Met Police have issued a warning the general public to be extra cautious about scams by criminals preying on people’s fears about the coronavirus outbreak.
Many of these incidents that have been reported regard online shopping scams in which members of the public have ordered protective equipment, which has then never arrived in the post at all.
In addition, unsolicited home visits from criminals have been reported where they are ‘offering a service and asking for payment or to be let into your home’. The police advice is to immediately request and check their ID and credentials carefully and shut the door if you are not convinced.
Police have already alerted people in Harrow to criminals acting in the borough pretending to be ‘testing for Coronavirus’.
If you are suspicious, shut the door and report the matter to police by calling 101 or 999 in an emergency.
There has also been a rise in cyber crimes, individuals and businesses are vulnerable to being a victim as internet use is more frequent as people shop and communicate with loved ones.
Reports of coronavirus-themed phishing emails being sent have also been noted by police, the emails are designed to trick members of the public into opening attachments which then could enable criminals to obtain personal information, passwords and banking details, these often look genuine emails from websites and banks that you may use regularly.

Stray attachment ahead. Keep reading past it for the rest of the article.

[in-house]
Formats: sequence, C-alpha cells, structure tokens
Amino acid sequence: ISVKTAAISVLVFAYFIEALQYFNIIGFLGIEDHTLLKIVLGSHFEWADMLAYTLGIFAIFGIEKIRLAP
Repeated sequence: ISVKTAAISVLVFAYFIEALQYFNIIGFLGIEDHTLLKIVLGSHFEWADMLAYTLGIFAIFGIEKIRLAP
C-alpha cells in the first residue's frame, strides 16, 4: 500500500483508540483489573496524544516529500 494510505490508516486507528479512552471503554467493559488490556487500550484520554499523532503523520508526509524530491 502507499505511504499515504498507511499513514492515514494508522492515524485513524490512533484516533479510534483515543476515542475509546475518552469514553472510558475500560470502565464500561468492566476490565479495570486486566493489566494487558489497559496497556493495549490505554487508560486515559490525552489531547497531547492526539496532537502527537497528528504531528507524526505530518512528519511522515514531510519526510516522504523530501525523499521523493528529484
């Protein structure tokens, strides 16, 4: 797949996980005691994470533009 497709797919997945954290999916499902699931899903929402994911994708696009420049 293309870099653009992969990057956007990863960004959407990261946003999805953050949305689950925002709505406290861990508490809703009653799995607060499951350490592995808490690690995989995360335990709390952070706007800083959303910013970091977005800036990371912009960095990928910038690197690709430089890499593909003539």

Police have urged people to be aware of this and to not click any suspicious links or attachments.
Superintendent Lis Chapple, the Met’s lead for Crime Prevention, Inclusion and Engagement, said: “We are seeing communities across London rallying together to help each other through this unprecedented public health crisis, and what is a difficult time for many. However, there are a small number of unscrupulous people out there who see it as an opportunity to con others for personal gain.
“The most vulnerable in society are often targeted which makes the offending all the more despicable, and the Met is committed to identifying these people and ensuring they are held to account for their actions.
“Please take a moment to think about who you are speaking to, what you are agreeing to and what you may be clicking on online. If it seems too good to be true, it probably is.”
For more crime prevention advice, visit https://www.met.police.uk/advice/advice-and-information/fa/fraud/personal-fraud/.